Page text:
The Advetures of Bertram Fiddle, developed by Rumpus Animation and published by Chorus Worldwide Games, came to the Nintendo Switch E-Shop March 29th 2018. Taking up 989 MB of data, this wacky point and click adventure puzzle game will make a fan of anyone with an affinity for the strange and quirky.
The game follows, as you may have figured out from the title, the adventures of Bertram Fiddle, an aspiring adventurer and explorer and his sidekick Gavin the Cyclops. This instalment acts as mostly set up for the overarching plot of the series, that being the hunt for Geoff the Murderer, who mistakes Fiddle’s dog Floofy’s cage for his own at the beginning, leaving the protagonists with a cage with a woman’s decapitated head in it. The rest of the instalment involves you looking for leads as to where your dog could be, encountering characters such as Sherlock Holmes and Doctor Watson who provide clues as to where to head next, using items around you to reach the next stage of your hunt. The plot can sometimes feel a bit dragged out when you have to go through multiple side-quests to achieve your goal, however you are introduced to a plethora of interesting characters, who I hope reappear in later instalments. My favourite being that of the enigmatic Count Fudgemuckle, who has as murky interests as his name suggests. The plot is also scattered with a plethora of pop culture references which are fun little additions as you play through the main story.
The presentation of this game can only be described as quirky. From the art style, to the music to the dialogue, everything in this game is just a bit weird and unsettling. The art style is interesting, seeming intentionally crude creating the atmosphere of Victorian London, but in an uncanny way. My one complaint about the setting design is in the areas such as houses or other indoor areas, there is a lot of clutter which is seemingly indistinguishable from key items which can sometimes leave you getting stuck if you don’t realise what may seem like just a wall prop is something more important. The character designs are fun and well thought, integrating well into the surroundings, with enough variety between them that you have a colourful cast for your mystery solving.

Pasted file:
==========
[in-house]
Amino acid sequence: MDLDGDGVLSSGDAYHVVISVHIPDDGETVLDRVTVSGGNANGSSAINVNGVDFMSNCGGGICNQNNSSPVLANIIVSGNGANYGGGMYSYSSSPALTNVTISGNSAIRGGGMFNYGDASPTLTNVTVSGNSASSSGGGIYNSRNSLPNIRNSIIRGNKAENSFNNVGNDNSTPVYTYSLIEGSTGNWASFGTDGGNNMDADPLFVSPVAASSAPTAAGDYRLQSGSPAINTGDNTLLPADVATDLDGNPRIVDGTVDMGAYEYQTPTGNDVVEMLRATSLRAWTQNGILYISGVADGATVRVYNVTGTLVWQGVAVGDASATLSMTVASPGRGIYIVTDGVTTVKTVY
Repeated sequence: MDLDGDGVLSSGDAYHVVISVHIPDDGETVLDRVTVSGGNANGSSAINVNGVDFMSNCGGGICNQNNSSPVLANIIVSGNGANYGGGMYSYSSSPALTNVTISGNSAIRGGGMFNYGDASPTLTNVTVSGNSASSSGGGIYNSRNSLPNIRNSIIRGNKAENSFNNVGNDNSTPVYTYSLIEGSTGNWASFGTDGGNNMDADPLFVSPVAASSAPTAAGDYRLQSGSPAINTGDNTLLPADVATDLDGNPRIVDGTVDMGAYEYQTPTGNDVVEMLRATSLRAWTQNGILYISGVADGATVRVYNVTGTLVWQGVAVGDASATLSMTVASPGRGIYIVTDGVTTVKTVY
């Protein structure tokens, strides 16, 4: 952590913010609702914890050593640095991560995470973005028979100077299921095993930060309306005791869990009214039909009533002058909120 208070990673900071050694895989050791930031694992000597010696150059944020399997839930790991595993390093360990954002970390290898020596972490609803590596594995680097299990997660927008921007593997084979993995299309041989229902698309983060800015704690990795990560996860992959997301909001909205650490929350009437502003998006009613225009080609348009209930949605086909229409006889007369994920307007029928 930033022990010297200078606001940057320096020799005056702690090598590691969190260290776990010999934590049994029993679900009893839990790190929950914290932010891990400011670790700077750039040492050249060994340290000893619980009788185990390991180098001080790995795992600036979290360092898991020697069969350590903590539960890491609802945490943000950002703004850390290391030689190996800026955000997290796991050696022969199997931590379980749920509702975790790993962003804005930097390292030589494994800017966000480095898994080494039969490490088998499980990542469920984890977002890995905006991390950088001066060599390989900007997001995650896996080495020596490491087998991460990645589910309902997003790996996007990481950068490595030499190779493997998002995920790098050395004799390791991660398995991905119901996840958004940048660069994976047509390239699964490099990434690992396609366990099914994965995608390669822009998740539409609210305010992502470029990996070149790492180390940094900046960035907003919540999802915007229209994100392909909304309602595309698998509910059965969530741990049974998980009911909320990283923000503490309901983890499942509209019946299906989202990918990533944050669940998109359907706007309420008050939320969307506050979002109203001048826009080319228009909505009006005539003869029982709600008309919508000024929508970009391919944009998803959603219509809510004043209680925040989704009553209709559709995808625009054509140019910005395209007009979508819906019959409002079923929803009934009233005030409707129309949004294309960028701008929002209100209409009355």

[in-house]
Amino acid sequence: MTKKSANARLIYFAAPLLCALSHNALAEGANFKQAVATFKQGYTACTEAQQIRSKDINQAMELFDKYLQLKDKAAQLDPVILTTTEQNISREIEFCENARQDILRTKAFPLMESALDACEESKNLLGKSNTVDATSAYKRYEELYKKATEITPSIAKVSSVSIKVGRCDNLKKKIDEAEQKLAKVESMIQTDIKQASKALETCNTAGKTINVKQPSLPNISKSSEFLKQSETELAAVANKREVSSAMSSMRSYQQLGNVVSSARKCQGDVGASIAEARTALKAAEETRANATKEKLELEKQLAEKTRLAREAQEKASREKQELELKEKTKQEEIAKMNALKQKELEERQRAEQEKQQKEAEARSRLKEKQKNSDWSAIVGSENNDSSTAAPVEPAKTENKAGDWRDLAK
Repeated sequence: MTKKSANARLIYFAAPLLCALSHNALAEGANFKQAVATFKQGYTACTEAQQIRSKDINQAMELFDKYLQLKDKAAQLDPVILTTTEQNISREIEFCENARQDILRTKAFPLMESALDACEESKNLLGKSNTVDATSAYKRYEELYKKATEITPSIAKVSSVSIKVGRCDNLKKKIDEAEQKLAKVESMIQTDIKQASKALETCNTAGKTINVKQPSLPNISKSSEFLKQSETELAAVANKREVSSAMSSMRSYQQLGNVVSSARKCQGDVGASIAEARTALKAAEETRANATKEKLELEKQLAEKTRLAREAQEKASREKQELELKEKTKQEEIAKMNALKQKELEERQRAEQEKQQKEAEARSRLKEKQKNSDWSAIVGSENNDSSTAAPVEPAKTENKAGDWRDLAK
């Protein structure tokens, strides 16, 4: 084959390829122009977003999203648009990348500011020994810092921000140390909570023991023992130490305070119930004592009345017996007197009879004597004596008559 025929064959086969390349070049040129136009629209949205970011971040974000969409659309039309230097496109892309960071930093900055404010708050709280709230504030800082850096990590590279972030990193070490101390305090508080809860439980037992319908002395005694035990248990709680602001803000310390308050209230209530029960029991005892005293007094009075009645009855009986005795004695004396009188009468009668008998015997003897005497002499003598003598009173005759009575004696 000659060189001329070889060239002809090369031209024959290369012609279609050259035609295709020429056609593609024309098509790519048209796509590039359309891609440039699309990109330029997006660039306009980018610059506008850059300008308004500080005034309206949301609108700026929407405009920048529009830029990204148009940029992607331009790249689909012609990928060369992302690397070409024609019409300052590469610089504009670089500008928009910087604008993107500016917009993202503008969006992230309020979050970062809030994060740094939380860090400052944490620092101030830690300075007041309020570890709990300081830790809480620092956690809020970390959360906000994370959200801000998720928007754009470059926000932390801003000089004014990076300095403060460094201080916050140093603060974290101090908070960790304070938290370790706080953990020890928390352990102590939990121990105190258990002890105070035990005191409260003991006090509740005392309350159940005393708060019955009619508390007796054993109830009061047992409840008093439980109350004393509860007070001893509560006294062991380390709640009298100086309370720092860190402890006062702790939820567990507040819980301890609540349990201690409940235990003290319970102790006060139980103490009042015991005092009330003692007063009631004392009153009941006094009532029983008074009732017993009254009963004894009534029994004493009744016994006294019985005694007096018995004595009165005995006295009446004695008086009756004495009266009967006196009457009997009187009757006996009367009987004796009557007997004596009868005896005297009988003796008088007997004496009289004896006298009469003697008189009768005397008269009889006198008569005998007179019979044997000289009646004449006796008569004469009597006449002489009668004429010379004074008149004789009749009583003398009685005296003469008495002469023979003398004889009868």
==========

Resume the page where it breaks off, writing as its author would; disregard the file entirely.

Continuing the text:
The voice acting, though quirky can become quite grating when played for long periods of time, especially Bertram. The music does very well in creating the atmosphere of mystery and freakishness, feeling very eerie, especially in the adventurers club which for some reason was especially creepy.
The gameplay consists of point and click to interact with the world around Bertram and to progress through the story by finding clues or useful items that you can use to aid your investigation. You can play utilising both gameplay styles the switch offers; the joycon, or the touch screen, which I preferred as it meant getting an instant result rather than having to clumsily guiding the marker over the screen. You can interact with most things you think you can, with Bertram usually offering a commentary on certain items, such as paintings. Gavin is also used effectively as the muscle of the duo, using him to move heavy objects or bend metal bars out of the way to create a path. With certain key items, Bertram will add them to his inventory on the left of the screen which you can then use to complete objectives, sometimes having to put two items together to make something new. There are also 3 side scrolling arcade levels in the game, which usually act as transitions between major settings or acts in the narrative structure, however they aren’t too difficult. One of the main tasks of the levels is to find all of the missing pieces of the decapitated head in hopes of finding a clue to Geoff the Murderer’s where abouts, these pieces aren’t too hard to find as they are usually picked up through just playing through the story.
In conclusion, The Adventures of Bertram Fiddle: Episode 1: A Dreadly Business is a great opening episode to a quirky franchise which has come the Nintendo EShop, doing a great job at setting up the world and the characters for later instalments.
REVIEW CODE: A complimentary Nintendo Switch code was provided to Bonus Stage for this review. Please send all review code enquiries to firstname.lastname@example.org.
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